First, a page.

The first thing that caught our eye upon walking into the market was some beautiful huitlacoche still on the cob at Local (Stall) #88. We'd seen some loose huitlacoche at an improvised stall on the street on our way there, and had been impressed. There was a good variation in the size and color of the pieces, and there was no sign of dampness or sogginess. Mark explained that these were key characteristics to look for in good huitlacoche. Miguel Ángel, who was manning Local #88 that day, was selling his product for 100 pesos (about $8) per kilo.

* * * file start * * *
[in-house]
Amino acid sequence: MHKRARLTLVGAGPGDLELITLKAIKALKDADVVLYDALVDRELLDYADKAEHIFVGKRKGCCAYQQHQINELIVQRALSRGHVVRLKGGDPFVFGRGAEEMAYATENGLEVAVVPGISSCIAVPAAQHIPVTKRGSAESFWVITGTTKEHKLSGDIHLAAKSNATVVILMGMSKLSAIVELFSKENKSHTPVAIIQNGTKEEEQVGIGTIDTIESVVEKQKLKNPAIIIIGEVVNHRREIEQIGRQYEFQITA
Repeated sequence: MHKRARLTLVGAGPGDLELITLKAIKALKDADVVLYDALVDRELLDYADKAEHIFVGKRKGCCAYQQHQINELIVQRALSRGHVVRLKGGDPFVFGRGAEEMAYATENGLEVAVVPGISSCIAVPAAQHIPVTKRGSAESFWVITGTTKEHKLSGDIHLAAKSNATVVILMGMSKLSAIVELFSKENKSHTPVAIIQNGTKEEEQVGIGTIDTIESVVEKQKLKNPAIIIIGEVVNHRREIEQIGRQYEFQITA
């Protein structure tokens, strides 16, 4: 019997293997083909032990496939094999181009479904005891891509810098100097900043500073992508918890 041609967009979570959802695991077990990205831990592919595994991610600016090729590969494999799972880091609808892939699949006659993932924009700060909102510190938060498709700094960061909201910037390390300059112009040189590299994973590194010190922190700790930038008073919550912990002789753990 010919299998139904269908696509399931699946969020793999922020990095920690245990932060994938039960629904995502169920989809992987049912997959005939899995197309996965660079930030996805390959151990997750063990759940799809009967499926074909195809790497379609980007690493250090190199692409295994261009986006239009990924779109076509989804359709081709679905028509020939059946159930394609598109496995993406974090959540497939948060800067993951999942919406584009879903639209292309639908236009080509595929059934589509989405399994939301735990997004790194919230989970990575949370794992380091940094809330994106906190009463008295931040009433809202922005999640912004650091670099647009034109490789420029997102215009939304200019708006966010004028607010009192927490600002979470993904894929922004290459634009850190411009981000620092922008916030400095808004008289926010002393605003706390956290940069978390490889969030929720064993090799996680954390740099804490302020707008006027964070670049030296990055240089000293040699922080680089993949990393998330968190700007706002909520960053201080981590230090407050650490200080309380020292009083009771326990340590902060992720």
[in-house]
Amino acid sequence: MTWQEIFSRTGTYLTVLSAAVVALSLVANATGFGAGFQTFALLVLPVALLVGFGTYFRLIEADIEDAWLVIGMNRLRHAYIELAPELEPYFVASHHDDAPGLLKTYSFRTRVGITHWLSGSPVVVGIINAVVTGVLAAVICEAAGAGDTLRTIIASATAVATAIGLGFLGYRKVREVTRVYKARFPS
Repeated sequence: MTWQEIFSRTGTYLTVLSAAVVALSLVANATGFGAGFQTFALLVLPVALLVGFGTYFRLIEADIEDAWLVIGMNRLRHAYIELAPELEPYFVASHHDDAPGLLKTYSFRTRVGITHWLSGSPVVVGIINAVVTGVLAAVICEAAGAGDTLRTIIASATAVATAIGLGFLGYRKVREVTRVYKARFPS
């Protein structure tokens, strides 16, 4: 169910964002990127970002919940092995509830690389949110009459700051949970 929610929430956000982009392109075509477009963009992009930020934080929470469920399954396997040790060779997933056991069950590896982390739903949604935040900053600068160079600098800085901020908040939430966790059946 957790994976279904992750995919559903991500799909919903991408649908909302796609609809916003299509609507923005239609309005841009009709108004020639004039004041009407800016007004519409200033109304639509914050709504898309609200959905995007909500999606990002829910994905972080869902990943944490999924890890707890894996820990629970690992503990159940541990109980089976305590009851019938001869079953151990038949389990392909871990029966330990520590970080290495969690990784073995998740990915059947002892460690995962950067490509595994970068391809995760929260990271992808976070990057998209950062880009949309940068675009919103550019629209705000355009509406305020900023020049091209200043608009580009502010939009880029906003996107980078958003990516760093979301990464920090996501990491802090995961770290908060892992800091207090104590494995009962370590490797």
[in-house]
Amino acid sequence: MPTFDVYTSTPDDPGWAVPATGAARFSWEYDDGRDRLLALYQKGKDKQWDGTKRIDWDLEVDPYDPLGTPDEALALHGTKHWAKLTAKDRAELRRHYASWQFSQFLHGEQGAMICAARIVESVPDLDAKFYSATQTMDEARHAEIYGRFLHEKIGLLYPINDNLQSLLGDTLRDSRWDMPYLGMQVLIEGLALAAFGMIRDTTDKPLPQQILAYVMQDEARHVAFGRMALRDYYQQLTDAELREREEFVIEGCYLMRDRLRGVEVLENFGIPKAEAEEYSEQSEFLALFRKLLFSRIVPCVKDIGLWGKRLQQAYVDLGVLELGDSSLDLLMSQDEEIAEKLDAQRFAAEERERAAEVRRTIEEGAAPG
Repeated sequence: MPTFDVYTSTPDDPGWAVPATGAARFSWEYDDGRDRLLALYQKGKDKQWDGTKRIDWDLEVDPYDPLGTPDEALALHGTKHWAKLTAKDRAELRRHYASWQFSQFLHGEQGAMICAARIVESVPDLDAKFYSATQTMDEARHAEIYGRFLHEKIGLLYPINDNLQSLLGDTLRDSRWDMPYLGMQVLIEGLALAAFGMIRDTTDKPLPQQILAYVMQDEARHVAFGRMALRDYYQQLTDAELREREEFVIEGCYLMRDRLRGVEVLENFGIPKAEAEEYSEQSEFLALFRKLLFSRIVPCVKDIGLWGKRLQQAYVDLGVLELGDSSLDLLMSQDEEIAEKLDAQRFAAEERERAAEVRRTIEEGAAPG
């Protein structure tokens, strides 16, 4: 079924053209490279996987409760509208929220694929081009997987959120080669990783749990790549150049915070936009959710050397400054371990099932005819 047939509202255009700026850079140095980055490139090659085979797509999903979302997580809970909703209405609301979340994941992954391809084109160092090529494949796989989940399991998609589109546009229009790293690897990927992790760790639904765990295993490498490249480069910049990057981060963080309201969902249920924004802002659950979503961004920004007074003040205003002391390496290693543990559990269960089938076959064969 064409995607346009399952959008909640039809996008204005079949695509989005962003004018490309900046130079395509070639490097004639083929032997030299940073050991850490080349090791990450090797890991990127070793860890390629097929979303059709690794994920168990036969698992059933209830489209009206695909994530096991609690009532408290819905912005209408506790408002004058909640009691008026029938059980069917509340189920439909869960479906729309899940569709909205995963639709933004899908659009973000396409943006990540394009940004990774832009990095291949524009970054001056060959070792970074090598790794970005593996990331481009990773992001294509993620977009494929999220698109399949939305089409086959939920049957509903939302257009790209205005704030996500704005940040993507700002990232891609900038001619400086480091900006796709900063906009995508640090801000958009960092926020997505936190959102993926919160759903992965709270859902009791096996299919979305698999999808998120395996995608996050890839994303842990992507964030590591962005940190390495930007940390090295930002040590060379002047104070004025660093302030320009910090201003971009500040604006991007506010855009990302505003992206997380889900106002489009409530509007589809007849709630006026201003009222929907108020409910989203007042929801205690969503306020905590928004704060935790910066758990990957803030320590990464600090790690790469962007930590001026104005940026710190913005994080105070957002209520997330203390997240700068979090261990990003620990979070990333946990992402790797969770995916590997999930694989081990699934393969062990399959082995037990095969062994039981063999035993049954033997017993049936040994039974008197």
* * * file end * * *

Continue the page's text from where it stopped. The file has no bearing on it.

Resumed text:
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Coyoacán is a quaint, peaceful neighborhood in the south of the city. Often billed as a sort of Mexican Greenwich Village, it has the feel of a small, vibrant town— probably because for most of its history, it was. Our main order of business was visiting the market. On our shopping list: masa quebrada (masa that's been stone ground by hand), salsa prepared in molcajete (a Mexican mortar and pestle made of volcanic rock), and quesadilla filled with huitlacoche (corn smut).